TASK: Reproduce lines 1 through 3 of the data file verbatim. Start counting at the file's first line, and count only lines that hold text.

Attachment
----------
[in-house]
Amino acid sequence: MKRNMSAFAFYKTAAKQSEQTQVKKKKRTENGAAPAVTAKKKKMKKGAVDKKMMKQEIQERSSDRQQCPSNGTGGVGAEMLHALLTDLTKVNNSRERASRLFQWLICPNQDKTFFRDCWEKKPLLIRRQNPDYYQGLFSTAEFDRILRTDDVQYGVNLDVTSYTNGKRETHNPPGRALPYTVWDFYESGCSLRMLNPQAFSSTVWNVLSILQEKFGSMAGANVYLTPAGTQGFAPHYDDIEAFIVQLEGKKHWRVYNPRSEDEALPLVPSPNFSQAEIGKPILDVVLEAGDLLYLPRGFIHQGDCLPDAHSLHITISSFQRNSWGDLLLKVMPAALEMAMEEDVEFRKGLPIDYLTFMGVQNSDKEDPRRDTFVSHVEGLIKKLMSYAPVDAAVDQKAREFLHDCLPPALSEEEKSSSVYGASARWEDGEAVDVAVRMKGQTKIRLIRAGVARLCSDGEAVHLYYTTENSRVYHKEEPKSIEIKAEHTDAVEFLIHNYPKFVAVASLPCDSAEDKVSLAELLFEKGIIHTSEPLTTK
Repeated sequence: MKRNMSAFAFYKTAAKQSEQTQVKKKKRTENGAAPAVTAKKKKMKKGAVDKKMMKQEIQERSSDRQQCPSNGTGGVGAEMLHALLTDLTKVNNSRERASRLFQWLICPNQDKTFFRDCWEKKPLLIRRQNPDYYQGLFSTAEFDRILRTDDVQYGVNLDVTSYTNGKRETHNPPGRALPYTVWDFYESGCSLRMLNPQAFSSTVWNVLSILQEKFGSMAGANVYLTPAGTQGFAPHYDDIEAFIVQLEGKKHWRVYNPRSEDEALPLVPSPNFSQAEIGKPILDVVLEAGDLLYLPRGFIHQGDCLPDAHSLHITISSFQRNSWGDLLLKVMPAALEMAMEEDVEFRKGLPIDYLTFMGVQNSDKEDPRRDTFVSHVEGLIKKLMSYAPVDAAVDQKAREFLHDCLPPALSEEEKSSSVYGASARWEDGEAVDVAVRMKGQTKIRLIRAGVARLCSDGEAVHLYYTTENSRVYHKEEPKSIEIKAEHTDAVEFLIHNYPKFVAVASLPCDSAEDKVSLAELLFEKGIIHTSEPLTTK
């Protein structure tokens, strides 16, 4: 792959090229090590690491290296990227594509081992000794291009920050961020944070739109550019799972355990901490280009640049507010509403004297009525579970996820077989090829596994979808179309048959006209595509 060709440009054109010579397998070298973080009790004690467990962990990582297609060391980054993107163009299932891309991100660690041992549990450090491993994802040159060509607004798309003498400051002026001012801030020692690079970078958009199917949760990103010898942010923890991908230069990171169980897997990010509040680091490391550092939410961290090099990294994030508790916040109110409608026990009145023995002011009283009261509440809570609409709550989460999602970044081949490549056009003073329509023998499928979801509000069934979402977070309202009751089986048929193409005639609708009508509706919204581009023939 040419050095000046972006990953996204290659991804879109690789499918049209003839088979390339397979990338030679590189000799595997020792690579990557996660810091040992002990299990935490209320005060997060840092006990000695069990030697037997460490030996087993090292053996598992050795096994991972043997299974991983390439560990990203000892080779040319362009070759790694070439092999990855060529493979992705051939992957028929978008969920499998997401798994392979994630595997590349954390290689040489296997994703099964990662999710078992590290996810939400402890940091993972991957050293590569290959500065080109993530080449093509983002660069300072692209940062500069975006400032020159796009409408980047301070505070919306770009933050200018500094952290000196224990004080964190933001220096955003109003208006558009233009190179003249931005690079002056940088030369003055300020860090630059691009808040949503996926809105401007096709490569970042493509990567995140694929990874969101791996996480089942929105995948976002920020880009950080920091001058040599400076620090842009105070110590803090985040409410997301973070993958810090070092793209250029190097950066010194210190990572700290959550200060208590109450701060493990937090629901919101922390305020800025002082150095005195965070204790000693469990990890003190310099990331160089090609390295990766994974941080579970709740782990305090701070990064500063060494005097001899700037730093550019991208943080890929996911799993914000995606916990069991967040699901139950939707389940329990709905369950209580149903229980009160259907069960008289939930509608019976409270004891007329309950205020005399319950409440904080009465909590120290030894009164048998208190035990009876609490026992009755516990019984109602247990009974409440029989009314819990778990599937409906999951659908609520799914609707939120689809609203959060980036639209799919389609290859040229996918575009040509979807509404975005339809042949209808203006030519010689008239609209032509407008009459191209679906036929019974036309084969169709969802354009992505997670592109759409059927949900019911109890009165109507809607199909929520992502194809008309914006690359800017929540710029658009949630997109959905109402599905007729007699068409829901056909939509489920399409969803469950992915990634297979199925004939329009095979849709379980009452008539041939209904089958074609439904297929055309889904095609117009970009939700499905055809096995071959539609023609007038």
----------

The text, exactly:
[in-house]
Amino acid sequence: MKRNMSAFAFYKTAAKQSEQTQVKKKKRTENGAAPAVTAKKKKMKKGAVDKKMMKQEIQERSSDRQQCPSNGTGGVGAEMLHALLTDLTKVNNSRERASRLFQWLICPNQDKTFFRDCWEKKPLLIRRQNPDYYQGLFSTAEFDRILRTDDVQYGVNLDVTSYTNGKRETHNPPGRALPYTVWDFYESGCSLRMLNPQAFSSTVWNVLSILQEKFGSMAGANVYLTPAGTQGFAPHYDDIEAFIVQLEGKKHWRVYNPRSEDEALPLVPSPNFSQAEIGKPILDVVLEAGDLLYLPRGFIHQGDCLPDAHSLHITISSFQRNSWGDLLLKVMPAALEMAMEEDVEFRKGLPIDYLTFMGVQNSDKEDPRRDTFVSHVEGLIKKLMSYAPVDAAVDQKAREFLHDCLPPALSEEEKSSSVYGASARWEDGEAVDVAVRMKGQTKIRLIRAGVARLCSDGEAVHLYYTTENSRVYHKEEPKSIEIKAEHTDAVEFLIHNYPKFVAVASLPCDSAEDKVSLAELLFEKGIIHTSEPLTTK
Repeated sequence: MKRNMSAFAFYKTAAKQSEQTQVKKKKRTENGAAPAVTAKKKKMKKGAVDKKMMKQEIQERSSDRQQCPSNGTGGVGAEMLHALLTDLTKVNNSRERASRLFQWLICPNQDKTFFRDCWEKKPLLIRRQNPDYYQGLFSTAEFDRILRTDDVQYGVNLDVTSYTNGKRETHNPPGRALPYTVWDFYESGCSLRMLNPQAFSSTVWNVLSILQEKFGSMAGANVYLTPAGTQGFAPHYDDIEAFIVQLEGKKHWRVYNPRSEDEALPLVPSPNFSQAEIGKPILDVVLEAGDLLYLPRGFIHQGDCLPDAHSLHITISSFQRNSWGDLLLKVMPAALEMAMEEDVEFRKGLPIDYLTFMGVQNSDKEDPRRDTFVSHVEGLIKKLMSYAPVDAAVDQKAREFLHDCLPPALSEEEKSSSVYGASARWEDGEAVDVAVRMKGQTKIRLIRAGVARLCSDGEAVHLYYTTENSRVYHKEEPKSIEIKAEHTDAVEFLIHNYPKFVAVASLPCDSAEDKVSLAELLFEKGIIHTSEPLTTK